Epstein-Barr

People who suffer from a disabling condition that causes severe symptoms may be unable to work. When ongoing medical treatment is needed for the condition, medical bills may pile up. An inability to earn an income due to disability may make it impossible for a person to pay for basic necessities like housing and food. Social security disability insurance (SSDI) benefits are designed to help.

SSDI is an insurance program that pays out when a person is expected to be disabled for at least 12 months. The program is funded through paycheck deductions, and qualified individuals must have worked in the past. Funds are managed and paid out by the federal government.

What is Epstein-Barr?

Epstein-Barr virus (EBV) is a common condition that most people have been exposed to within their lifetime. It is considered to be a part of the herpes family, and most people who are exposed to EBV fully recover from the virus within one or two months. However, the virus will continue to lie dormant in the body. People who have had EBV are able to spread it to others.

Common symptoms of EBV include fever, swollen glands and pharyngitis. While it is uncommon for people who have had EBV to develop long-term complications, it is possible. Long-term complications include chronic fatigue, difficulty concentrating and pain in the joints.

Getting Disability for Epstein-Barr

The difficulty in qualifying for SSDI benefits with EBV is that the virus is generally not expected to produce long-term symptoms and complications. People who have suffered from EBV for less than a year are unlikely to qualify for benefits. However, it is possible for these individuals to qualify if a medical professional attests that long-term complications are likely.

These complications must be severe enough to make it impossible for the applicant to work in any position for which he or she qualifies. The Social Security Administration (SSA) will examine work history to determine whether the applicant could switch to a different job in order to alleviate the impact that complications of EBV have on the individual’s ability to complete job tasks.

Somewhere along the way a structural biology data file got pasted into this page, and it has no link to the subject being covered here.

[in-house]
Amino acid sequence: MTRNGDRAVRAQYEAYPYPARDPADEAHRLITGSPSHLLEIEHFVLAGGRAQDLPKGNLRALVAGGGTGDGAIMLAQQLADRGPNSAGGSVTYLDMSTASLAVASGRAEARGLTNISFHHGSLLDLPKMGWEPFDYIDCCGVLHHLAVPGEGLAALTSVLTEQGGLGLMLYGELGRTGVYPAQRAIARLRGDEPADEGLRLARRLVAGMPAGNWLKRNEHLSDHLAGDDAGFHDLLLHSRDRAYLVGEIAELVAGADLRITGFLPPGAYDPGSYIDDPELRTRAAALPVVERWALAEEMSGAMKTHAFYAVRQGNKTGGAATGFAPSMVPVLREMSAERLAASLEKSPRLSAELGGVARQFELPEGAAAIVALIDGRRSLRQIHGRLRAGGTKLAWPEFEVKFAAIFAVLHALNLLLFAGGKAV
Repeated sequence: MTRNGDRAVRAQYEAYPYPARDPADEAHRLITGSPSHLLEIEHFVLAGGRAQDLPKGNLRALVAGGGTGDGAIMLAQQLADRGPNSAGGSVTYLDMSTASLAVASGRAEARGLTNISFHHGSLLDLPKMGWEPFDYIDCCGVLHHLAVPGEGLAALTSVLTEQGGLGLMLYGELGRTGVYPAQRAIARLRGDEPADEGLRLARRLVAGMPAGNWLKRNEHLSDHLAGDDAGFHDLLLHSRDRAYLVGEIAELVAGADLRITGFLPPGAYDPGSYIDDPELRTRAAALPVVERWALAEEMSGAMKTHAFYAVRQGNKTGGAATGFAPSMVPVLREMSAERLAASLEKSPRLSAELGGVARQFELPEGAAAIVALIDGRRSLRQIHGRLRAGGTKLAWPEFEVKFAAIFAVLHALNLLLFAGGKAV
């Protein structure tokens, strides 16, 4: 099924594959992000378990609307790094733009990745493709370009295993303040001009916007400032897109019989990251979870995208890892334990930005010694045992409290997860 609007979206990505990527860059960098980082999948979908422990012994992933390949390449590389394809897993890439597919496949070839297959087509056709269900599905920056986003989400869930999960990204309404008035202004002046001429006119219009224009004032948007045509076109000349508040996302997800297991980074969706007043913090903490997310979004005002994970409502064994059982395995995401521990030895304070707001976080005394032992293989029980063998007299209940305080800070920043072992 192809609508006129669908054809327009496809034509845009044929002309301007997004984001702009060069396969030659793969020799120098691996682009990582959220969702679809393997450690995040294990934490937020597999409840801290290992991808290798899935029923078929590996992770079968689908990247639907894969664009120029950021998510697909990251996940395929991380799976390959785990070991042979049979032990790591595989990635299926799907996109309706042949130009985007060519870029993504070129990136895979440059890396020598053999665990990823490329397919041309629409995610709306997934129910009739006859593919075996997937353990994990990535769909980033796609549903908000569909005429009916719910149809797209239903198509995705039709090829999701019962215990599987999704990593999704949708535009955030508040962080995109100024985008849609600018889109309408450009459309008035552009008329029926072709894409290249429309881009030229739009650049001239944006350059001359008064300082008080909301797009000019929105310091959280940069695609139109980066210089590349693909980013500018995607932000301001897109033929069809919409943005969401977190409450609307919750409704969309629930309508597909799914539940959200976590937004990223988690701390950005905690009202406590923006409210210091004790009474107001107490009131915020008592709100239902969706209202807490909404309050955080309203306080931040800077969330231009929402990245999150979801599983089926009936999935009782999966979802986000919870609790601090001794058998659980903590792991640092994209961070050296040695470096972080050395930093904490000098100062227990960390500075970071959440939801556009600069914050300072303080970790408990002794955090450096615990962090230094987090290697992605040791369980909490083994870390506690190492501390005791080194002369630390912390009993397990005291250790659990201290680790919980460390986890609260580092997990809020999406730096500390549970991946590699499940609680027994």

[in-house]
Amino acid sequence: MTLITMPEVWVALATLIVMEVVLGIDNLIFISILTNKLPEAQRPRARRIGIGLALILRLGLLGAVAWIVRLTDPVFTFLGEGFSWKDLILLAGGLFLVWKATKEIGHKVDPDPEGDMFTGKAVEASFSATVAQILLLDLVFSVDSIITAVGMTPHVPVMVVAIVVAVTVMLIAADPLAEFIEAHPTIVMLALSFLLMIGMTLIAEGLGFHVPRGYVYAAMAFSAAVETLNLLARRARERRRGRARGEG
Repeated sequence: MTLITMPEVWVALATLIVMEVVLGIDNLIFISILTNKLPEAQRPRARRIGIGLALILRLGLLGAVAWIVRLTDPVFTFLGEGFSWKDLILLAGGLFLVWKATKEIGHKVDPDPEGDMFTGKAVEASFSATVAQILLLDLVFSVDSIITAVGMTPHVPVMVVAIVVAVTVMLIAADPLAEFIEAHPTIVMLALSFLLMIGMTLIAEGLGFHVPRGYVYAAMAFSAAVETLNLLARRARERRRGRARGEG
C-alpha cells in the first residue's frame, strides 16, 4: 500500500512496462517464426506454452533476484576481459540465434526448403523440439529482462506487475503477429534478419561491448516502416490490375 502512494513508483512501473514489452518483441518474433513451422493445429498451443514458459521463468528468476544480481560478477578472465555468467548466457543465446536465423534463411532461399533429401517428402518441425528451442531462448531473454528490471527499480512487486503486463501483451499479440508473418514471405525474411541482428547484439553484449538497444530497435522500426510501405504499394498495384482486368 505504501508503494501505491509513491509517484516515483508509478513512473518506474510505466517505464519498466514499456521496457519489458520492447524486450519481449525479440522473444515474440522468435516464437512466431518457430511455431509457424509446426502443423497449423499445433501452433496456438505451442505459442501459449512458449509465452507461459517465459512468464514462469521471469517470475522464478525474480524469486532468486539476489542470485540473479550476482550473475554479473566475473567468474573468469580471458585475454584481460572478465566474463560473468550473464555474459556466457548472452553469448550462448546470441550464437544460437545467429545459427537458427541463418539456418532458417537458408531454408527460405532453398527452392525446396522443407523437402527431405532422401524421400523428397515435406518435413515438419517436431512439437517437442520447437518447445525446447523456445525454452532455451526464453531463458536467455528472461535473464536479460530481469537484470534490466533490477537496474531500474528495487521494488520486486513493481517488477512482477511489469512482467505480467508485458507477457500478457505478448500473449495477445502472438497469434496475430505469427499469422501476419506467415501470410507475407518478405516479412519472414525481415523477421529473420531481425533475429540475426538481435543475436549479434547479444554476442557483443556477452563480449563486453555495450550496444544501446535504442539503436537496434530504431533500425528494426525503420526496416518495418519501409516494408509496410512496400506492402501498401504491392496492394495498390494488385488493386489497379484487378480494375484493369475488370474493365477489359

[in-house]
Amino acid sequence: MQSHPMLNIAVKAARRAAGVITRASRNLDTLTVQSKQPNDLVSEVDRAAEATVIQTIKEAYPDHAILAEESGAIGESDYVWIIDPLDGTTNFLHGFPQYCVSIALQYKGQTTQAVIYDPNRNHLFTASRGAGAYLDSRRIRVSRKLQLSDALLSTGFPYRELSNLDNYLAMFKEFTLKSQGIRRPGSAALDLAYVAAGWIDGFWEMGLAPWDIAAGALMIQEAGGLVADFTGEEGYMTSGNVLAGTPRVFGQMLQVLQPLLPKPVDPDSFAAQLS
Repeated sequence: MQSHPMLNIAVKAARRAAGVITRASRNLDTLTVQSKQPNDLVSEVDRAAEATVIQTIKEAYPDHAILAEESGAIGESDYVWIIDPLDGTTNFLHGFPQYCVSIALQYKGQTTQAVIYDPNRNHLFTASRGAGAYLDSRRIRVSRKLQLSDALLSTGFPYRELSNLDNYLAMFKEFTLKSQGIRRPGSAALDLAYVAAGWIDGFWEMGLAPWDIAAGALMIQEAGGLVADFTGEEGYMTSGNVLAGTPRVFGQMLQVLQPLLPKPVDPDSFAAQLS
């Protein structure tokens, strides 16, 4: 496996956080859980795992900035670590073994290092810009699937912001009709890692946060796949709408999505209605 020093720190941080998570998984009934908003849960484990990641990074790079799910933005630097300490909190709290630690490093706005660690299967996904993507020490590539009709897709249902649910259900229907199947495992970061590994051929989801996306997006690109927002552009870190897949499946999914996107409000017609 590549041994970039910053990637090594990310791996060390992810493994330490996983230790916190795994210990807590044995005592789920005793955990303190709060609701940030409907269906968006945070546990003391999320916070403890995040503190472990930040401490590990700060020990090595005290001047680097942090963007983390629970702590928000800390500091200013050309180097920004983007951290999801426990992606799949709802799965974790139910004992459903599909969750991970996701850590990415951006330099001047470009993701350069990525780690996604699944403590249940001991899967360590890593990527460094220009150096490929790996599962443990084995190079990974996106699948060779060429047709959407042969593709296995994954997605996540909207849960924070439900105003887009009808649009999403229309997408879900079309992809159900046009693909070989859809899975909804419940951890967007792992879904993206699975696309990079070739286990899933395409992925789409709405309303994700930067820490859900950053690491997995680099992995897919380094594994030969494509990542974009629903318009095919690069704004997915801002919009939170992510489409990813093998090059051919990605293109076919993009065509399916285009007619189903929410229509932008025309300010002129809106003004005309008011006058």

It is essential for applicants to provide detailed medical records to prove that a disability exists. Date of diagnosis will be used to determine when a person became eligible for SSDI benefits. In the case of EBV, this date will also be used to determine whether the condition is a long-term one. People who suffer from long-term complications of EBV should seek medical attention on a routine basis to ensure that a thorough record of the nature and severity of these complications is available for the purpose of proving that a disability exists.

Getting Help from an Attorney

Applying for SSDI benefits is a confusing process that can be difficult for a person to complete without assistance. Many first-time applications are denied due to a failure to provide adequate medical evidence. The best way to ensure that an application is completed correctly from the start is to hire an SSDI attorney. These legal professionals are knowledgeable when it comes to the expectations of the SSA and are able to guide clients through the application process. Having an advocate when applying for SSDI benefits is essential. The first step to a smoother SSDI application process is to schedule a consultation with an experienced SSDI attorney. I have ten years of experience in social security cases and appeals, and am ready to fight for your benefits. Contact me today to get started on your case.

Ruth F. Kolb, Esquire has been practicing social security disability law since 2003 handling all levels of representation from initial claims through all stages of appeal.